While those on the main arteries of the empire were more or less maintained in AD 395, some bodged up, others missing the safety parapet in places but still passable, many had fallen into complete disrepair. So I became a history of bridges fanatic.

The important one over the Padus (River Po) at Hostilia was still intact at the end of the fourth century – it was on the main road north to the Danube frontier via Mutina and Verona. Others like the Pons Neronianus, part of the Triumphal Way into the city of Rome was a heap of rubble in the Tiber by AD 395.


Clothes always fascinate us as they are an expression of personality as well as social fashion and availability of fabrics, leather and jewellery. By AD 395, gone were togas for men and stolae for women. Another Roman cliché thrown out of the window… 

Elaborate belted tunics with much braiding, stripes called clavi and stitched roundels for prosperous men and simple braiding for poorer men plus (horrors!) trousers or leggings were very common by the end of the fourth century. Cloaks protected against weather for both sexes. Women wore belted long tunics again decorated with clavi and braiding with generous sleeves and, in cooler climates, narrow-sleeved underdresses. The choice of colour seems vast, for example, red, pink, orange, yellow, green, blue and white tunics are seen in mosaics, with clavi of black, red, brown, purple, white or gold. The belt, worn under the bust, was often just a tied cord, or could be of plain or decoratively woven cloth and could have a central jewel, perhaps a brooch. And from mosaics, we don’t see any form of veil or full hair covering; sometimes women wore a decorated cap or large hair ornament.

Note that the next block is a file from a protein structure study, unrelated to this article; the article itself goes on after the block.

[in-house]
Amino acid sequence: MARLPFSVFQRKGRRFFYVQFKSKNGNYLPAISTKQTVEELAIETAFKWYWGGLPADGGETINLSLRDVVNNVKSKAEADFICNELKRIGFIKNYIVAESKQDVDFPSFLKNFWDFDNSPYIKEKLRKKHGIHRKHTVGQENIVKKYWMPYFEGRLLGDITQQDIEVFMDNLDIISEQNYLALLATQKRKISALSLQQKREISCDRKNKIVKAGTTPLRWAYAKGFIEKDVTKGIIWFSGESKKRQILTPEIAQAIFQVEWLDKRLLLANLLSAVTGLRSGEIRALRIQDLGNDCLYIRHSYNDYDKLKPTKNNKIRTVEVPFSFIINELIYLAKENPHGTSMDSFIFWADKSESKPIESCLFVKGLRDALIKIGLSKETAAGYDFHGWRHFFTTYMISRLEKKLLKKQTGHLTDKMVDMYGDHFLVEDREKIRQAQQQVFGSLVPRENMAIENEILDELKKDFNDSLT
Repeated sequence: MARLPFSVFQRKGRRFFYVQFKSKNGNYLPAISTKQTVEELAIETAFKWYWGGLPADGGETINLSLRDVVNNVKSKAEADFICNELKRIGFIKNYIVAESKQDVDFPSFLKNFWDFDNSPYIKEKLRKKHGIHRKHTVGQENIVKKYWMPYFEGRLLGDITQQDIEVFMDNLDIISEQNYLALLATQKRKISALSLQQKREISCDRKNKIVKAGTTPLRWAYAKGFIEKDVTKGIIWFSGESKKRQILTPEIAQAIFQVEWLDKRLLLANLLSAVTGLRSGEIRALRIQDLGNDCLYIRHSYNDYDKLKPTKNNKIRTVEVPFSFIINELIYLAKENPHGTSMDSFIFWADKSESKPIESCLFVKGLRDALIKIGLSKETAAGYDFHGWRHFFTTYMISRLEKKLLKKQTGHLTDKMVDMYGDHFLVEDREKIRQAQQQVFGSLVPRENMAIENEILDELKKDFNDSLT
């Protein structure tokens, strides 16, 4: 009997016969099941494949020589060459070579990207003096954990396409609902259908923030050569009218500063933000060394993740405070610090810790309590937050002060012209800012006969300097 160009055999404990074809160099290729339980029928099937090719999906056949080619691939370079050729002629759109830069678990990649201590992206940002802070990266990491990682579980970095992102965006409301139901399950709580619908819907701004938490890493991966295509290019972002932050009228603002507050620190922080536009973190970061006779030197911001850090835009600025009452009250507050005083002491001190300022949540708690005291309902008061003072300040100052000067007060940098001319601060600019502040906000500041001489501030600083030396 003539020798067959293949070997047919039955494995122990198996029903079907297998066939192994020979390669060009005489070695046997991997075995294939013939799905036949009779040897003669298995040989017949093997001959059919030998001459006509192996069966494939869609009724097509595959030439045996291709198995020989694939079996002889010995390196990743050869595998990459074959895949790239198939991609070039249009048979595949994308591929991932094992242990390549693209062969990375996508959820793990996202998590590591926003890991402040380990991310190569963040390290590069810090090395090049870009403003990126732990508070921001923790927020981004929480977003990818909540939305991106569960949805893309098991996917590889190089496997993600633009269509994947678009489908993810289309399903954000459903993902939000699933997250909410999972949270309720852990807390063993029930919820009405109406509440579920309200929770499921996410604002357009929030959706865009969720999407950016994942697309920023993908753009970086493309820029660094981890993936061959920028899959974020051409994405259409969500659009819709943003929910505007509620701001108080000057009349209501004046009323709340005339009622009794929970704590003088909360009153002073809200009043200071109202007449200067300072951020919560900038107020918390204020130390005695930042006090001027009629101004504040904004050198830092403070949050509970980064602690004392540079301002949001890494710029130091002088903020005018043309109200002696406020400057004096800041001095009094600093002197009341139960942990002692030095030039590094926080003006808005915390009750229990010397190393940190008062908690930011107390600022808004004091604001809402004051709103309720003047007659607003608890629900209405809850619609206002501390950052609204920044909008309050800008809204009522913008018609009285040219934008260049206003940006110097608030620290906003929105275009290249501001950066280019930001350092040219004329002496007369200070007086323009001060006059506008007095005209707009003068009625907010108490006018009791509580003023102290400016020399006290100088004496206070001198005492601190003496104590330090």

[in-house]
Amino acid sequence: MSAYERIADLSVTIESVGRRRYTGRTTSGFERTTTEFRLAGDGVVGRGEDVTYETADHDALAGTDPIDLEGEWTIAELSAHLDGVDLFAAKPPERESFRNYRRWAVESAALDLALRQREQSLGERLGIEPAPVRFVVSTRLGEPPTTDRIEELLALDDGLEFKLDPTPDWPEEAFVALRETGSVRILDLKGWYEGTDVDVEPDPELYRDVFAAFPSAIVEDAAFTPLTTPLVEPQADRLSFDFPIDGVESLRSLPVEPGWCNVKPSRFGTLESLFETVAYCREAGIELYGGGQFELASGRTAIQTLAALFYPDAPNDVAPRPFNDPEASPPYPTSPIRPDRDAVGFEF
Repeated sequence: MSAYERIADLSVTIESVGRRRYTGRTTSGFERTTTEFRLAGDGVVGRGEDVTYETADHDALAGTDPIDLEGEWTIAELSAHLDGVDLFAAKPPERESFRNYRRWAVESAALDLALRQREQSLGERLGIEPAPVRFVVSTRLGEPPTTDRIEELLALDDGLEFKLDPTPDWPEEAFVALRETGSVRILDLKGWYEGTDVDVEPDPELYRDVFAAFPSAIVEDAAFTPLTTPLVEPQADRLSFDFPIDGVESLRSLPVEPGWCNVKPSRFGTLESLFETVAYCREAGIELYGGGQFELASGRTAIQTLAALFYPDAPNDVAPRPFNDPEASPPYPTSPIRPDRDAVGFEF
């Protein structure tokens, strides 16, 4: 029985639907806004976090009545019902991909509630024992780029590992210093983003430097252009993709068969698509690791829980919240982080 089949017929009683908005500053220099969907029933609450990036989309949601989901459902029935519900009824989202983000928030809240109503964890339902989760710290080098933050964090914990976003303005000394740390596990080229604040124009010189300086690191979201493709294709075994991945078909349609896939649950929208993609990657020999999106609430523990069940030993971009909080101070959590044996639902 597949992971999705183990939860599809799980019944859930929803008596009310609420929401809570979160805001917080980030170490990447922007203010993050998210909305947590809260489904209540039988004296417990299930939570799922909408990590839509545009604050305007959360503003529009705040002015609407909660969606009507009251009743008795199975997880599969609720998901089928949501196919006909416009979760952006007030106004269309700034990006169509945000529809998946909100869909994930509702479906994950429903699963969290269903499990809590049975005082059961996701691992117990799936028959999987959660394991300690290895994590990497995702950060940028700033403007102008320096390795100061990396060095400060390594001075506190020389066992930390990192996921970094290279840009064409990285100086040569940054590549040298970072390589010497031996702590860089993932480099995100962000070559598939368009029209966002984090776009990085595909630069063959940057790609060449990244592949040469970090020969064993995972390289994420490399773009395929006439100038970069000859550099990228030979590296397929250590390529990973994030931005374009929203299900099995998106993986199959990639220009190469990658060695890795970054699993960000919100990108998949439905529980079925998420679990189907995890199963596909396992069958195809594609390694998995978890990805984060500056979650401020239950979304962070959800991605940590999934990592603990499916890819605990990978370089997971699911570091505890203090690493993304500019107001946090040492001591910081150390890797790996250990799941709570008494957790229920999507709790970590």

4th CENTURY WOMEN (Piazza Amerina)

Units of money changed – no more sestertii or denarii, but solidi and nummi – and the number of coins in circulation diminished as did trade and the security of lesser routes where bandits and barbarians lurked.